FLORAL LAURELS: Four local lawns win top honors from Greenfield in Bloom

0
332

GREENFIELD — As director of Greenfield in Bloom, Bobbi Anderson said she knows what it feels like to be Ed McMahon.

She gets to knock on strangers’ doors to share the good news that they’ve won big. At least florally speaking.

Bobbi Anderson, director of Greenfield in Bloom, plants a Champion Yard sign in front of a home to recognize its vibrant floral display. Submitted
Bobbi Anderson, director of Greenfield in Bloom, plants a Champion Yard sign in front of a home to recognize its vibrant floral display. Submitted

Each year, the nonprofit posts “Champion Yard” signs in four different yards within the Greenfield city limits, honoring those who have gone the extra mile to spruce up their space with colorful flowers.

“People get so excited, you’d think we’re with Publishers’ Clearing House,” Anderson said.

This year’s champion yard award winners were Michael and Rhonda Banks; James and Debra Bell; Harry McFarland; and James and Patricia Vogel.

Their yards were chosen as the cream of the crop among the 150 homes recognized by Greenfield in Bloom this year, in the form of door hangers thanking them for their front-yard floral displays.

“We’re not looking for just a well-manicured landscape and nice bushes. We are all about the color and flowers,” said Anderson, adding that recipients are typically thrilled to have someone recognize their hard work.

Such was the case for Harry McFarland, who has been planting a wide assortment of colorful flowers in his yard on Lavender Drive since he moved there nearly 20 years ago.

“I just love flowers and the serenity they provide,” he said. “If more people spent time tending to flowers, I think less people would get themselves into trouble. It’s very peaceful and calming.”

His floral display includes 21 hanging baskets around his deck, as well as flowers around his mailbox and in front of a utility box in his front yard.

McFarland said he does it to help beautify his neighborhood in the Hampton Place subdivision.

He’s had numerous people stop to ask him how he gets his flowers to grow so healthy and big.

“It takes more than just watering them every day. You’ve got to get them on a vitamin regimen,” he said.

McFarland alternates between two types of plant food each week, which he says gives his plants a much-needed boost you can’t get just from frequent watering. He also tinkers with the soil he uses, making sure to use products that are nutrient-rich.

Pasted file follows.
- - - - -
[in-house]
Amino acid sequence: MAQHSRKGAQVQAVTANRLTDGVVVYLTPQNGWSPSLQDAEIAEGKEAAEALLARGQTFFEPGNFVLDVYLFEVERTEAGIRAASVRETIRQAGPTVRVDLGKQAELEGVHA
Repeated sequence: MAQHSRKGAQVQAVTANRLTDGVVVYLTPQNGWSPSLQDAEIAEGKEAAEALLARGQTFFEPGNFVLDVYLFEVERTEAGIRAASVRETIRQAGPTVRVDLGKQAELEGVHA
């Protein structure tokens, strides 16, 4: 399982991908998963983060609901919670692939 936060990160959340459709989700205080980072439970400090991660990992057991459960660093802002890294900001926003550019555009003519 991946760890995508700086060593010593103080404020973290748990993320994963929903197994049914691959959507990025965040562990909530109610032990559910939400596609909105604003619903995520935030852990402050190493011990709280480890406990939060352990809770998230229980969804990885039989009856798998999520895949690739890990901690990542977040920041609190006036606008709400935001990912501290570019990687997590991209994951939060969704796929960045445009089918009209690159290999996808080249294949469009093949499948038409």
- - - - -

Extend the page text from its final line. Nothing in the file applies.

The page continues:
He spends at least 90 minutes tending to his flowers each day, from mid-May through sometime in October.

His yard boasts an assortment of begonias, petunias, lilies and more in a variety of colors. McFarland likes to mix things up and focus on different accent colors each year. His current floral display features violet, pink and white.

Anderson said the weather has been kind to flowers this year, thanks to alternating sunshine and rain. “It didn’t get real real hot so things grew really well. We were blown away by how many really good yards there were this year,” she said.

As administrative assistant for the Greenfield Parks Department, which sponsors Greenfield in Bloom, Anderson gets a lot of feedback from people calling to thank the parks department for the door hangers.

“We get so many emails and phone calls saying, ‘I found this hanger on my door. Thank you so much for recognizing our hard work.’ They’re just so tickled to get one,” she said.

There’s even more excitement when people learn their yard has been named a “Champion Yard” of the year.

“One winner even moved their sign closer to the road so people could see it better,” said Anderson, who thinks that well-kept floral displays can motivate neighbors to plant some colorful flowers of their own, even if it’s just a flower pot or two.

Every little bit helps to make the community more beautiful, she said.

“When you take care of your yard, it really encourages the neighbors around you to do the same. It creates kind of a domino effect,” Anderson said.

[sc:pullout-title pullout-title=”At a glance” ][sc:pullout-text-begin]

Greenfield in Bloom is a local nonprofit focused on beautifying the community through colorful flowers.

Each year, the organization awards door hangers to homeowners who have shown an abundance of work on their yards’ floral displays.

This year’s Champion Yard winners include:

Michael and Rhonda Banks, 300 block of School Street

James and Debra Bell, 500 block of North East Street

Harry McFarland, 1300 block of Lavender Drive

James and Patricia Vogel, 2100 block of West Liberty Lane

For more information on Greenfield in Bloom, or to donate or volunteer, contact Bobbi Anderson at 317-477-4340 or [email protected].

[sc:pullout-text-end]